Contraceptive Pill Takers Better Recall Plots of Emotional Stories: UCI Memory Research
Having trouble keeping up with the plot of Lifetime weepies?
Just pop a contraceptive pill.
Research out of UC Irvine shows that hormonal contraceptives may inadvertently change brain function, allowing women who take the pill to better recall emotional narratives.
Shawn E. Nielsen of UCI's Cahill Lab ("focusing on neural mechanisms of emotionally influenced memory") headed up the study, and based on the photo at left she could step into the role of a Lifetime femme fatale.
She and her colleagues had 34 women on the pill and 35 who were not watch a slide show of either an emotionally charged story or a similar but less emotional one. The women returned a week later to write down their recollections of the story they had seen.
On average, women from both groups better recalled the more emotional story, but those on the pill best remembered the central plot. Meanwhile, those who did not recall the plot best had better grasps on peripheral details of the story.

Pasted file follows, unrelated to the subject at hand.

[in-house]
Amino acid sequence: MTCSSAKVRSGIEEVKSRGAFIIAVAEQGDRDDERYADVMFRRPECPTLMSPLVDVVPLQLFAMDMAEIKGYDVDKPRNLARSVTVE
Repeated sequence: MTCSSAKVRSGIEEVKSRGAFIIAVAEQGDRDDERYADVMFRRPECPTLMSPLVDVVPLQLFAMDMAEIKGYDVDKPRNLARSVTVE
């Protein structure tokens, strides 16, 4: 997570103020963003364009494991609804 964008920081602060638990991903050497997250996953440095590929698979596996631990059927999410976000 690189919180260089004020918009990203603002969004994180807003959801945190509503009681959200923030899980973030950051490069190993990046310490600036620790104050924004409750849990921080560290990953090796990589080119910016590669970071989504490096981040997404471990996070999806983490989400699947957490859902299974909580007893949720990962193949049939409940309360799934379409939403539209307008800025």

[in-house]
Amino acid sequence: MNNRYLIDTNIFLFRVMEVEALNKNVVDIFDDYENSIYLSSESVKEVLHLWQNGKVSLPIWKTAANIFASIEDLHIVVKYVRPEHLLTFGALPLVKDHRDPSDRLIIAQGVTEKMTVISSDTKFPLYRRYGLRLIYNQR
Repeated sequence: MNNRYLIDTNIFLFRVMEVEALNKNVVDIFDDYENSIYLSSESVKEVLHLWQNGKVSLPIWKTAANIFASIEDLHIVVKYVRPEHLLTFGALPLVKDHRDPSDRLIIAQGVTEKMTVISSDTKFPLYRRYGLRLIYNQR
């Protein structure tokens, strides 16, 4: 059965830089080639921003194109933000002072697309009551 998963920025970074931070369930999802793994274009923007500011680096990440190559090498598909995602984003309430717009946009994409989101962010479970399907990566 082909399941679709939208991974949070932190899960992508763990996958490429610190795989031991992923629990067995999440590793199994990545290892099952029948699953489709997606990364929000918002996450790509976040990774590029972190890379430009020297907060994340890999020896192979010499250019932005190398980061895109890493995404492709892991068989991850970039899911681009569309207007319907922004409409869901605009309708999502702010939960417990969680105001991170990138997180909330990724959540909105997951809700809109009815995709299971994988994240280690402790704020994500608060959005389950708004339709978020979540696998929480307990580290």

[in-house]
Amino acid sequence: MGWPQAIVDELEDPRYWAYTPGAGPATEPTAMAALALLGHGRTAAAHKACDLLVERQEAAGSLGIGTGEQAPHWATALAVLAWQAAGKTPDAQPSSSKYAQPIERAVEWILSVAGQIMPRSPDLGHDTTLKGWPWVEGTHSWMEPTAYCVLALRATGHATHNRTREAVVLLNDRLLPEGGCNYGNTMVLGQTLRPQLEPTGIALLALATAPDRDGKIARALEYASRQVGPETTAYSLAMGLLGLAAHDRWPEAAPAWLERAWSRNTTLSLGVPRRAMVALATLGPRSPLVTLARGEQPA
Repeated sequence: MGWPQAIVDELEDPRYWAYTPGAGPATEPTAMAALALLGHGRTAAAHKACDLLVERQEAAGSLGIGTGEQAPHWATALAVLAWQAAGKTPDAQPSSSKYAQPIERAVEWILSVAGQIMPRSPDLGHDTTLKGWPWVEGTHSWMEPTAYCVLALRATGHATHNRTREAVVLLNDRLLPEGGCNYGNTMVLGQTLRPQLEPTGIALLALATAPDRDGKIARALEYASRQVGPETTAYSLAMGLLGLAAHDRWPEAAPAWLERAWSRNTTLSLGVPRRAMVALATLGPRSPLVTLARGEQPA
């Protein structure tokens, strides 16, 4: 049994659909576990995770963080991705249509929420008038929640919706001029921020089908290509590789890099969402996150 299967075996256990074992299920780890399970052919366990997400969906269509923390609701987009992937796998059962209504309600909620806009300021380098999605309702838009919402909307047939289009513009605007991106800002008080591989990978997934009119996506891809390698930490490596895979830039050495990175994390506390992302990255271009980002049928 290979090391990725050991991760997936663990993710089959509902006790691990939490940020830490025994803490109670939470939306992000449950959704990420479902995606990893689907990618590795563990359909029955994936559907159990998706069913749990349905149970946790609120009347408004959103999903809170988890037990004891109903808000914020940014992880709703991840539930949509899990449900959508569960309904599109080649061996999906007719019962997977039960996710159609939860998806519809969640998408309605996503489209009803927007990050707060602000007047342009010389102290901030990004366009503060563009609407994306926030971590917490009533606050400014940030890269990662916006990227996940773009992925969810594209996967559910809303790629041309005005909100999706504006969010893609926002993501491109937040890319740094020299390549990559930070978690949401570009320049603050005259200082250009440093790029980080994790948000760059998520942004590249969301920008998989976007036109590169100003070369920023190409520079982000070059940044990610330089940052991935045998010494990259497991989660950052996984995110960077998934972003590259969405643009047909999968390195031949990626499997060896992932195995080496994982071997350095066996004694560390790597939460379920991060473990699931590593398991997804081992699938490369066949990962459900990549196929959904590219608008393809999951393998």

"What we found is a change in the type of information remembered, not necessarily a deficit," Nielsen tells New Scientist.
While it's interesting that women on the pill seem to have their investments in emotionally charged films and TV shows pay off better, Nielsen's study may prove more valuable to others doing memory research. They'll now know to factor in whether a test subject is on the pill.
And if that test subject falls hard for the handsome but mysterious memory researcher who may or may not have bumped off his last three wives, you've got the plot for a you-know-what
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